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Nationals notes: Harper’s thumb issue doesn’t keep him from getting on base
JUPITER, Fla. — Bryce Harper reached base for the 10th consecutive plate appearance Tuesday afternoon, walking in his third at-bat after getting hits in his previous nine, to bring his spring training batting average to .476.
“I might have to give him a couple days off, I don’t know. Usually those are just kind of nagging injuries. If it gets real bad you give him a little cortisone in there and that quiets it down, but I don’t know if it’s that bad.”
Harper originally got jammed on a hard base hit to right field Friday. Johnson held him out of Saturday’s game and Harper, who tried hitting with a rubber guard on his thumb during batting practice Sunday but chose not to use it in the game, seemed unconcerned about the issue.
“If it does hurt, I’m going to play anyway,” he said Sunday. “So it’s all good.”
Johnson said he wasn’t opposed to giving Harper some rest during the final three games of the exhibition season, but he also didn’t want to sit his starting left fielder for five straight days and then tell him to suit up for Opening Day.
Harper was jammed again Tuesday in his second at-bat, in which he singled to right field off Henderson Alvarez. Johnson told him he’d take him out after that at-bat, but Harper asked for at least three at-bats. He walked in his final plate appearance.
“If you get jammed enough, there’s inflammation in your thumb area from the trauma,” Johnson said, referencing his experiences with the issue as a player. “Rest does help it, I know. But the last couple days it hasn’t been swollen. Today it was swollen.”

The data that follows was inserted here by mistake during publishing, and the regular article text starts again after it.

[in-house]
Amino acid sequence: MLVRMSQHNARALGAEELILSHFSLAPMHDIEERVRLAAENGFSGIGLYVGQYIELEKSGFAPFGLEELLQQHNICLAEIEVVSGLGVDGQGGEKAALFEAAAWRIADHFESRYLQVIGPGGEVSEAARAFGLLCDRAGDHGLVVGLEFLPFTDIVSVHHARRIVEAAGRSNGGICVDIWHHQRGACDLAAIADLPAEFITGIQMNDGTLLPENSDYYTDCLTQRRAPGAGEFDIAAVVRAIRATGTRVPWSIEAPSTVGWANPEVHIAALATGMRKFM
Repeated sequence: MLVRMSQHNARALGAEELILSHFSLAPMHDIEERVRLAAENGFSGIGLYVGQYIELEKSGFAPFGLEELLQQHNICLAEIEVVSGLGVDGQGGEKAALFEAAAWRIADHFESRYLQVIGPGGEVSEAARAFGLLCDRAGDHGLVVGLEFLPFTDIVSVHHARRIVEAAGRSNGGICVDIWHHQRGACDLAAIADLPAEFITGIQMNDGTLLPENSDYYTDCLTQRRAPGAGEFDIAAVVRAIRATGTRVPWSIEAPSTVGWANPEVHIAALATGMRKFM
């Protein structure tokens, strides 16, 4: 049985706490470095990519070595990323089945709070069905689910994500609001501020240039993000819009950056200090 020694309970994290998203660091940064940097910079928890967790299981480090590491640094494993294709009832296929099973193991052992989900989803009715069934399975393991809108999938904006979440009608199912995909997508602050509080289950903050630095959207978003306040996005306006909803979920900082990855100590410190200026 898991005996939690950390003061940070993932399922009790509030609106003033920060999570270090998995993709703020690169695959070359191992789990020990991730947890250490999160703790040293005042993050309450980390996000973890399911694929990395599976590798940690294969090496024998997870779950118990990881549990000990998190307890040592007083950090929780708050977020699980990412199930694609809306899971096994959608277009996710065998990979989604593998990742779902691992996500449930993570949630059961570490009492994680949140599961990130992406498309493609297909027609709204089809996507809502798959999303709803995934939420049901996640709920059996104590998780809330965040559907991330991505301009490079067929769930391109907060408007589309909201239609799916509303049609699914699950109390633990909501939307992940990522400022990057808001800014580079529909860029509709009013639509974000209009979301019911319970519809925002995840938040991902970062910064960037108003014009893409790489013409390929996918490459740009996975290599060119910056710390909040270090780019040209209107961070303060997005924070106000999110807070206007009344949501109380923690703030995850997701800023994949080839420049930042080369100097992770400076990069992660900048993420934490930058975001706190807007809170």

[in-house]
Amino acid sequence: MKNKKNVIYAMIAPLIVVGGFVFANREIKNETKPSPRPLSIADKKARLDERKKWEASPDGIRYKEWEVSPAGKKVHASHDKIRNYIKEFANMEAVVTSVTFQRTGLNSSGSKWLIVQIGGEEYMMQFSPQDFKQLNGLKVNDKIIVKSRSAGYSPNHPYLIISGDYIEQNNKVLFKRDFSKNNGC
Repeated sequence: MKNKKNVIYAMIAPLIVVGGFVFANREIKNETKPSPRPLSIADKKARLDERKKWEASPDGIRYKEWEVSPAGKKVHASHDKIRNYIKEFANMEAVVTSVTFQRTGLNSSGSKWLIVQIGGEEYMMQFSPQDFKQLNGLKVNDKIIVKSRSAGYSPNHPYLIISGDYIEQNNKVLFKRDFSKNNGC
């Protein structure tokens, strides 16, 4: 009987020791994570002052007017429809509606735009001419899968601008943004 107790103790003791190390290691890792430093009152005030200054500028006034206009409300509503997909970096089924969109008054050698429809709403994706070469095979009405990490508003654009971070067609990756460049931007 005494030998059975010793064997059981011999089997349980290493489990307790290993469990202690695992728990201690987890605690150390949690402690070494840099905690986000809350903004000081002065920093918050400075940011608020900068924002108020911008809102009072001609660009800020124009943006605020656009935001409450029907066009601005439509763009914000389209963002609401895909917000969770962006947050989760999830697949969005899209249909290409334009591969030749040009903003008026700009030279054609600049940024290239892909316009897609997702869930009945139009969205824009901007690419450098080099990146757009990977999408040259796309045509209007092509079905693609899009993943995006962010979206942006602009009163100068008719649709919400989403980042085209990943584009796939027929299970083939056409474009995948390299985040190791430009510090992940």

“I figured it was something like that,” he said.
Haren turns eyes to season
Dan Haren pitched six innings Tuesday against the Miami Marlins, and the right-hander won’t start another game until Friday, April 5, in Cincinnati. The fact that there will be nine days between his last spring start and his first of the season did not concern the right-hander, as long as he’s done with his Grapefruit League stint.
“When you first get out there in spring training, the adrenaline and everything is there,” Haren said. “And then it just gets lower and lower. It comes to a point where you just want to get your pitch count up and get out of there healthy.”
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About the Author
Amanda Comak covers the Washington Nationals and comes to The Washington Times from the Cape Cod Times and after stints with MLB.com and the Amsterdam (N.Y.) Recorder. A Massachusetts native and 2008 graduate of Boston University, Amanda can be reached at firstname.lastname@example.org and you can follow her on Twitter @acomak.
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